Setting for Dominique
Lapierre’s "The City of Joy" - Calcutta, a mere
village in the 17th century, is today the commercial hub of eastern
India. It has a fascinating legacy of colonial architecture, which
gives the city its distinctly British mould. Visit the most potent
symbol of British supremacy in India, The Victoria Memorial built
by Sir William Emerson, president of the Royal Institute of British
Architects. In the centre of the pathway leading to the entrance
is a statue of Queen Victoria by Sir George Frampton with excellent
art Nouveau details. Note the British Lion beneath the Imperial
sun on the reverse of the bronze throne. The rooms and galleries
house a fine collection of paintings, artifacts, sculptures, books
Calcutta, The largest metropolis in India, Calcutta is a vibrant city on the move, volatile and unpredictable. The Gateway to India,
till 1912, and the capital of the Raj in India, it still bears the
Victorian imprint on its streets and structures. A city just about
ready to burst at the seams, Calcutta is home to more than 10 million
people. It is the commercial nerve-centre of the East, with major
industrial plants, textile mills and corporate units. Regal edifices,
grubby alleys, bustling bazaars, elegant hotels, people from all
walks of life - Calcutta has it all.
Access by Air:
Kolkata is well connected to the main Indian cities. It has regular
flights to all the major Indian cities. The international Netaji
Subhash Airport (Dum Dum Airport) is 20 kms from the city. Most
of the domestic airlines have direct services to and from Kolkata-Kolkata
to other important cities of India such as Delhi, Mumbai, Chennai,
Patna, Varanasi, Lucknow, Bangalore.
Access by Rail:
Regular train services connect Kolkata to all the major cities
in India such as to Mumbai in Western India, New Delhi in North
India, Cochin in South India, Chennai in South East India etc.
Access by Road:
Kolkata's National Highway connects it to the major cities of
India. The National Highway connecting Kolkata is superbly made
with long driving and motels in between kept while upgrading the
highway for the welfare of the drivers in mind.
Location Map of Kolkata:
Sightseeing places in and around
Howrah Bridge, across the Hooghly river, a huge
cantilever structure, supported by two 270 feet high piers, greets
the eye. Forming the green heart of the city is the great stretch
of lawns called the Maidan, fringed on one side by the river, and
on the other by an elegant boulevard, the Chowringhee.
Botanical Gardens, Located 8 kms from Calcutta
on the west bank of Ganga . The highlight of the Gardens is the
200 year old banyan tree, said to be the largest in the world. The
tree is 26 meters high with a circumference of approximately 900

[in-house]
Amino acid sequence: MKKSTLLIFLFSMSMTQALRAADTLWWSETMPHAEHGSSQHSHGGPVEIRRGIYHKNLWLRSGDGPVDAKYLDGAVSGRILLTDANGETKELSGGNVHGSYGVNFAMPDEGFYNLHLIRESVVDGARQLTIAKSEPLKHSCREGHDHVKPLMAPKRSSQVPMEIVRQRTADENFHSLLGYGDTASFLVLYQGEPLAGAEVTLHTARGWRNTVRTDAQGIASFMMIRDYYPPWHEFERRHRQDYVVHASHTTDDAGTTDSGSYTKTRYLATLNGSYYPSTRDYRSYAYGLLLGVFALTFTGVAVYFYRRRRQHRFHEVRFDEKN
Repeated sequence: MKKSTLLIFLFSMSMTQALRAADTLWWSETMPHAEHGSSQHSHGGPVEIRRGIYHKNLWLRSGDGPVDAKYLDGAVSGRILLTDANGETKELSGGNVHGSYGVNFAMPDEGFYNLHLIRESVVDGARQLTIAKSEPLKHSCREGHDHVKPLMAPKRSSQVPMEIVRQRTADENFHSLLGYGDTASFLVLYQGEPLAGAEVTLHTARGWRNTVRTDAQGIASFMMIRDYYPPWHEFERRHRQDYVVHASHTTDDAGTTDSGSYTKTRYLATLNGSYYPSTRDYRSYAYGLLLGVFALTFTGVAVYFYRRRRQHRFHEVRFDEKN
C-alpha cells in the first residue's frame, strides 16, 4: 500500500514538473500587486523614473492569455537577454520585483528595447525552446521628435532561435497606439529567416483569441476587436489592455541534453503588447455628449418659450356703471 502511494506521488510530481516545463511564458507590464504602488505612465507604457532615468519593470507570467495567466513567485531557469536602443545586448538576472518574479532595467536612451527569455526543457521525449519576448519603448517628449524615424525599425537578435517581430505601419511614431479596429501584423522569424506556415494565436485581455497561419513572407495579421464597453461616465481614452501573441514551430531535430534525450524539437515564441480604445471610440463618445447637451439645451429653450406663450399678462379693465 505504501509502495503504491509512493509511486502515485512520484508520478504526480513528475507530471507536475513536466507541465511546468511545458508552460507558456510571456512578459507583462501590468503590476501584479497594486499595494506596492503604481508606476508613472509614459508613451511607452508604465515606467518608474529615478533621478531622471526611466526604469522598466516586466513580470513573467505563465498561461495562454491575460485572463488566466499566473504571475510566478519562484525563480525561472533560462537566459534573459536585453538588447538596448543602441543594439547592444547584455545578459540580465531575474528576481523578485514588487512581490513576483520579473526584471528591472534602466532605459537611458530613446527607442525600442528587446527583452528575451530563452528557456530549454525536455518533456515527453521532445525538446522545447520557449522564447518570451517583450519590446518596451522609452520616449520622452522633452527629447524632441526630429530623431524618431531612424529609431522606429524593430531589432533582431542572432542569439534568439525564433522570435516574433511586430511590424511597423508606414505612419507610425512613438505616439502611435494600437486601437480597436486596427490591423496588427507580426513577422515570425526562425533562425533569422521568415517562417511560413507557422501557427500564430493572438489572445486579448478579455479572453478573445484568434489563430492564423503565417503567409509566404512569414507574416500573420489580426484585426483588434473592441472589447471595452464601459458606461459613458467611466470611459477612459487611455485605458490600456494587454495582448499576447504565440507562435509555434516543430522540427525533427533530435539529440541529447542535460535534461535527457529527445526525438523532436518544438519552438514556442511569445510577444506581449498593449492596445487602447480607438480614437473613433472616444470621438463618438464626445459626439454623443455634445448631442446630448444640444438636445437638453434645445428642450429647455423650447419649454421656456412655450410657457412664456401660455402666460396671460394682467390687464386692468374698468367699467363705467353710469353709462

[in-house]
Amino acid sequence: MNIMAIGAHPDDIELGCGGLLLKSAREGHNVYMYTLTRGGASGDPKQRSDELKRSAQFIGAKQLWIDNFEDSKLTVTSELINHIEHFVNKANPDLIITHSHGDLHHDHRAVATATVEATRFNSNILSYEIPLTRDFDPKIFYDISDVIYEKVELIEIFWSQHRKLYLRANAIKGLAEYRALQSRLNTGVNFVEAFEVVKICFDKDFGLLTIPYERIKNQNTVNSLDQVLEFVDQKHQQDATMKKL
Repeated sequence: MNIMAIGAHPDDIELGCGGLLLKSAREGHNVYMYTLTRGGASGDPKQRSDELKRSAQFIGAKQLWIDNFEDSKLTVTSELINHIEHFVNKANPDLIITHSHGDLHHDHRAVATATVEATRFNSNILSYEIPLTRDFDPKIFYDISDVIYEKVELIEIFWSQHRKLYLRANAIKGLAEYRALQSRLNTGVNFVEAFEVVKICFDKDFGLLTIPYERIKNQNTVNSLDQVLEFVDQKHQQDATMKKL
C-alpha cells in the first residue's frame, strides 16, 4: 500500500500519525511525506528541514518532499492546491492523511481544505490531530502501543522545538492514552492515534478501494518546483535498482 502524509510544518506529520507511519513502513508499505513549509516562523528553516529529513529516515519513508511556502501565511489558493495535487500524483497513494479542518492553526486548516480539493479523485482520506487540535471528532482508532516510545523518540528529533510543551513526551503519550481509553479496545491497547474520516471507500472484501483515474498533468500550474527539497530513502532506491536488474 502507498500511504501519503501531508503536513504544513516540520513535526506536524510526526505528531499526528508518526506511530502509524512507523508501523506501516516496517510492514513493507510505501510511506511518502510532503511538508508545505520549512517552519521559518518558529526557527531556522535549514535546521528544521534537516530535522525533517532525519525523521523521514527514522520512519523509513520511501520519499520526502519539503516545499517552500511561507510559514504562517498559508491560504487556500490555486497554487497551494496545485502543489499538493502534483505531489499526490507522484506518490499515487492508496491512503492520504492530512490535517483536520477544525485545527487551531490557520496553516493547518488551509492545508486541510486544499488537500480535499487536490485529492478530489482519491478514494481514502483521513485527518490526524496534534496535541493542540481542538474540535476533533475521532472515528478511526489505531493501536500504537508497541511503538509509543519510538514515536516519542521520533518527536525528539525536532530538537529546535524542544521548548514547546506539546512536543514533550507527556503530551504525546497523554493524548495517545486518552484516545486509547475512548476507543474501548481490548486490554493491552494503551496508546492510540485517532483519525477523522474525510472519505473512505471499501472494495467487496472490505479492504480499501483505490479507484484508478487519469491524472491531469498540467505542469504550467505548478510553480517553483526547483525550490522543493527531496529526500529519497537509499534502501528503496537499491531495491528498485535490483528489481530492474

feet. With prior permission one can also visit Mother Teresa’s
home for the destitute and dying called Nirmal Hriday.
Excursion to Kali Temple (Dakshineshvara) & Belurmath
: The famous Kali Temple is the holiest temple in the city
and it is here that the animal sacrifices associated with the worship
of Kali take place. The building is of plastered brickwork; the
roof has curved cornices in two tiers in the indigenous Bengal manner.
On the Right Bank of the Hooghly River, about five kilometres from
the city centre lies the Ramakrishna Matha also known as Belurmath.
The temple is revivalist in style, blending traditional Bengal features
such as curved cornices and multiple dome-like towers and turrets,
with Mughal columns, arches and balconies.
Serampore : Serampore, situated 21 kilometers
north of Calcutta, was a former Danish settlement of Fredricksnagar.
Serampore became renowned for the work of the three-Baptist missionaries
– William Carey, William Ward and Joshua Marshman –
who resided in the Danish port to avoid the hostility of the English
authorities in India. Visit the Government house that retains a
fine entrance gateway (1814). It was once enriched with the monogram
of Fredrik VI, set in a triangular pediment carried on paired Ionic
pilasters, but much of the baroque details have been eroded. Also,
visit the famous and beautiful Roman Catholic Church.
Victoria Memorial, an imposing white marble edifice,
a museum housing the relics of the British Empire . The Memorial
which took 15 years to build, also has an Art Gallery within.
Shanti Niketan : The Shanti Niketan or the abode
of peace is the name chosen by Nobel Laureate Rabindranath Tagore
for the site of the Vishwa Bharati University - a university conceived
as a place where the whole world meets. Founded on idealism it has
a distinct atmosphere and classes conducted under the shade of trees.
There are facilities for the study of comparative religions, philosophy,
Chinese and Indian classics and the fine art. There is a museum
and art Gallery within the complex where Tagore lived. The university
is open to visitors in the afternoon (on Tuesdays it can be visited
only in the morning and on Wednesdays it is completely closed)
Bishnupur : This interesting town of terracotta
temple is a famous cultural centre. It flourished as a capital of
Malla kings from the 16th to early 19th centuries. The Mallas were
great patrons of the art which is reflected here. Since there is
no stone in the area, the traditional building material for important
buildings was brick. The facades of few of the temples here cover
the ornate terracotta tiles depicting lively scenes from the Hindu
epic. This town is famous for its pottery and silk.